Exploration of race blends memoir with family history
Carolyn Marie Wilkins is a professor at Boston’s Berklee College of Music and a performing jazz musician. One of her brothers, David, is a Harvard University Law School professor, and other family members have graduated from Harvard Law. But her ancestral roots exist far from Boston. When she began to research those roots, she found lots of surprises.
Truly intelligent human beings understand that race is a social construct. Yet in our society, even after the election of an African-American president, skin color matters.
Growing up among Chicago’s light-skinned African-American elite, Wilkins realized later that she possessed only a limited idea of what it meant to identify as black when she could have passed as white.
Referring to her intellectual achievements, her fair skin, and her race, Wilkins adopted this rhyme for herself: “Light and bright perhaps, but definitely not white.’’ In her book — part memoir, part essay on race relations, part dual biography of her paternal great- grandfather and grandfather — Wilkins wrestles with her light-skinned identity, perhaps amplified by her marriage to a Caucasian male.
In high school and at college during a black power era, she tried to rethink the meaning of race when challenged by blacks and whites alike. “Some of the other black students accused me of ‘talking like a white girl.’ After this incident, I carefully developed two separate vocabularies, one for dealing with white teachers and schoolmates and another that (hopefully) would enable me to be ‘down with the brothers.’ ’’ At college, Wilkins found herself ignored by black students “until they figured out that despite my light skin, I was indeed one of them.’’
Wilkins decided that calculating who she was meant looking beyond her parents — her mother, with a master’s degree in musicology; her father, a lawyer — to great-grandfather John Bird Wilkins and, more so, her grandfather J. Ernest Wilkins.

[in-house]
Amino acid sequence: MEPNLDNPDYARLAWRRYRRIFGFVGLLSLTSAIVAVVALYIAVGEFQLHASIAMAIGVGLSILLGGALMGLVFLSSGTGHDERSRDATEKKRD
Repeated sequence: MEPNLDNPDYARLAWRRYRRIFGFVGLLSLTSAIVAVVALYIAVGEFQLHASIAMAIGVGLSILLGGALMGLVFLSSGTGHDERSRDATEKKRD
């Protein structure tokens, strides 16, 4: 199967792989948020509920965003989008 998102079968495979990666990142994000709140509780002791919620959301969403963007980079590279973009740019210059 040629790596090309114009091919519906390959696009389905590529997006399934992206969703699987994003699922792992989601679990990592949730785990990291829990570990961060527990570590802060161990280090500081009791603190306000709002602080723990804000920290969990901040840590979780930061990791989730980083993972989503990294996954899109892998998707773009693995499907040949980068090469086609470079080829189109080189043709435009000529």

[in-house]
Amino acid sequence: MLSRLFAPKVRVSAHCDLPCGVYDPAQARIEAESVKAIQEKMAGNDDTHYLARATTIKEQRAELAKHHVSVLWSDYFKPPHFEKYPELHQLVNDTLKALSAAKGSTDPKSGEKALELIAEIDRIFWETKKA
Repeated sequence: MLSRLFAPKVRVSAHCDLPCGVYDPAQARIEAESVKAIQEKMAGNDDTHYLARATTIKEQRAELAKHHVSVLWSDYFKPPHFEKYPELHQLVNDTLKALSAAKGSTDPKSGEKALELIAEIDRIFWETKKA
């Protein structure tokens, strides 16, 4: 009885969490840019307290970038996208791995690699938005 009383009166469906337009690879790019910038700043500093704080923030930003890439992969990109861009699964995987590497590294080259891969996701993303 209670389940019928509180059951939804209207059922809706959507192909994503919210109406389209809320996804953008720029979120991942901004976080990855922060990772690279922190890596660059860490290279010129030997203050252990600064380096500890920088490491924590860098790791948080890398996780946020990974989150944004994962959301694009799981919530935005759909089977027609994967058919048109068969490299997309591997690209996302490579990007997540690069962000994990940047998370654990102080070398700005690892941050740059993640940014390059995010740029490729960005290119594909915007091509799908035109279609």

Born into slavery, John Bird Wilkins became educated enough to shake up the Baptist church as a renegade minister, write and edit for a newspaper, invent original devices, and find time to practice bigamy as the patriarch of two families. One of his sons ended up as a national newsmaker and the primary target of Carolyn Wilkins’s intense curiosity.
J. Ernest Wilkins, born in 1894 in Farmington, Mo., broke barriers to enter the University of Illinois, served in World War I, graduated from University of Chicago Law School, and eventually earned the attention of President Eisenhower, who appointed him assistant secretary of labor in Washington, D.C. No African-American had previously served that high in the Labor Department.
As Carolyn Wilkins researched her grandfather’s Labor Department accomplishments, she became obsessed about learning why he was dismissed from the post while Eisenhower still served as president. Was racial prejudice to blame? Providing the answer in this review would constitute a spoiler. But J. Ernest Wilkins did not fade away. Appointed to the original federal Civil Rights Commission, he continued working on behalf of equity for all Americans until his death in 1959.
Carolyn Wilkins’s interesting and inspirational quest, which began with a box of family scrapbooks, transformed her into an archive detective with a passion for genealogy. Maybe other readers will follow her path to learn more about who and why they are.
Steve Weinberg can be reached through his website at www.steveweinbergwriter.com.